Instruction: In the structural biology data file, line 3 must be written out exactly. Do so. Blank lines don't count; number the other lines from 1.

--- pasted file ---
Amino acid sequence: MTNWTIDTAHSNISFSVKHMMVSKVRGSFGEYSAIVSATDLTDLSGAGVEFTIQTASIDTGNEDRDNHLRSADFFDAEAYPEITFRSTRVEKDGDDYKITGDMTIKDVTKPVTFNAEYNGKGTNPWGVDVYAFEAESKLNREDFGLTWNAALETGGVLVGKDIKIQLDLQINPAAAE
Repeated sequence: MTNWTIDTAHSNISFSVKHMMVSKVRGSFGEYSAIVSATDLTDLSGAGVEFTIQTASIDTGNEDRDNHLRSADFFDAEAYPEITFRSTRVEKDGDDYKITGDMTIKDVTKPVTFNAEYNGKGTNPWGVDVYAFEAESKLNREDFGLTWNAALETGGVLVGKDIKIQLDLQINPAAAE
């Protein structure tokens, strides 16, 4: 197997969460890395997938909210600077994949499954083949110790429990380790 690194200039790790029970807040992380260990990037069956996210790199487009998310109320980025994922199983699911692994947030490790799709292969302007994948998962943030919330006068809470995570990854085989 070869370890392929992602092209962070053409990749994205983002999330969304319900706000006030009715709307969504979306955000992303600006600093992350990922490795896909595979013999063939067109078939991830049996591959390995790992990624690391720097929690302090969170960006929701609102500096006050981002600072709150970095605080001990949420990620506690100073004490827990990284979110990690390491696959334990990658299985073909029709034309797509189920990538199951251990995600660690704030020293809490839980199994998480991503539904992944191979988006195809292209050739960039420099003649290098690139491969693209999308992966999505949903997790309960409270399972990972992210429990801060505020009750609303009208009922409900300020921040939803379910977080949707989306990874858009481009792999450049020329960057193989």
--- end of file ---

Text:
């Protein structure tokens, strides 16, 4: 197997969460890395997938909210600077994949499954083949110790429990380790 690194200039790790029970807040992380260990990037069956996210790199487009998310109320980025994922199983699911692994947030490790799709292969302007994948998962943030919330006068809470995570990854085989 070869370890392929992602092209962070053409990749994205983002999330969304319900706000006030009715709307969504979306955000992303600006600093992350990922490795896909595979013999063939067109078939991830049996591959390995790992990624690391720097929690302090969170960006929701609102500096006050981002600072709150970095605080001990949420990620506690100073004490827990990284979110990690390491696959334990990658299985073909029709034309797509189920990538199951251990995600660690704030020293809490839980199994998480991503539904992944191979988006195809292209050739960039420099003649290098690139491969693209999308992966999505949903997790309960409270399972990972992210429990801060505020009750609303009208009922409900300020921040939803379910977080949707989306990874858009481009792999450049020329960057193989």